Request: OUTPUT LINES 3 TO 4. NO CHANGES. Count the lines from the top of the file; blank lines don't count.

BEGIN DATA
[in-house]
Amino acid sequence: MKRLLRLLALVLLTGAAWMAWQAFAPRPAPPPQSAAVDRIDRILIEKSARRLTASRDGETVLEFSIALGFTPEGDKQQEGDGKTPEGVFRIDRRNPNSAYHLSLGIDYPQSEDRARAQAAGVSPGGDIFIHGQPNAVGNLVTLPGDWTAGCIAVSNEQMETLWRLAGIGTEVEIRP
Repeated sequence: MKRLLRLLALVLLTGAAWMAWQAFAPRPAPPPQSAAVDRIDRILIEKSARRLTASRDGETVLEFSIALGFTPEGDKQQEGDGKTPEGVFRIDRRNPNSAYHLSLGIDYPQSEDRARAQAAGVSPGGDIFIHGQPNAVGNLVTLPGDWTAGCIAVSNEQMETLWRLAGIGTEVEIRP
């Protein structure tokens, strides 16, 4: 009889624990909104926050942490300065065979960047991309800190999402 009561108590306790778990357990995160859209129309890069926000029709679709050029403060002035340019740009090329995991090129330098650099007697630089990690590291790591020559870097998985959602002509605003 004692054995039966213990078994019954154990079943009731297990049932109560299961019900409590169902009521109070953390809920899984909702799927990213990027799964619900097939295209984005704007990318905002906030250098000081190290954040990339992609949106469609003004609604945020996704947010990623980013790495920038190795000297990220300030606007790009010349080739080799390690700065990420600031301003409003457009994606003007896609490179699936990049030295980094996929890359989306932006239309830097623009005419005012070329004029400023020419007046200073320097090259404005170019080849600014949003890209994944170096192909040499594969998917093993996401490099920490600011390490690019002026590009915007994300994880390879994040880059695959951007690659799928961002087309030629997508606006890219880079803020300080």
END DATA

Repeated sequence: MKRLLRLLALVLLTGAAWMAWQAFAPRPAPPPQSAAVDRIDRILIEKSARRLTASRDGETVLEFSIALGFTPEGDKQQEGDGKTPEGVFRIDRRNPNSAYHLSLGIDYPQSEDRARAQAAGVSPGGDIFIHGQPNAVGNLVTLPGDWTAGCIAVSNEQMETLWRLAGIGTEVEIRP
């Protein structure tokens, strides 16, 4: 009889624990909104926050942490300065065979960047991309800190999402 009561108590306790778990357990995160859209129309890069926000029709679709050029403060002035340019740009090329995991090129330098650099007697630089990690590291790591020559870097998985959602002509605003 004692054995039966213990078994019954154990079943009731297990049932109560299961019900409590169902009521109070953390809920899984909702799927990213990027799964619900097939295209984005704007990318905002906030250098000081190290954040990339992609949106469609003004609604945020996704947010990623980013790495920038190795000297990220300030606007790009010349080739080799390690700065990420600031301003409003457009994606003007896609490179699936990049030295980094996929890359989306932006239309830097623009005419005012070329004029400023020419007046200073320097090259404005170019080849600014949003890209994944170096192909040499594969998917093993996401490099920490600011390490690019002026590009915007994300994880390879994040880059695959951007690659799928961002087309030629997508606006890219880079803020300080």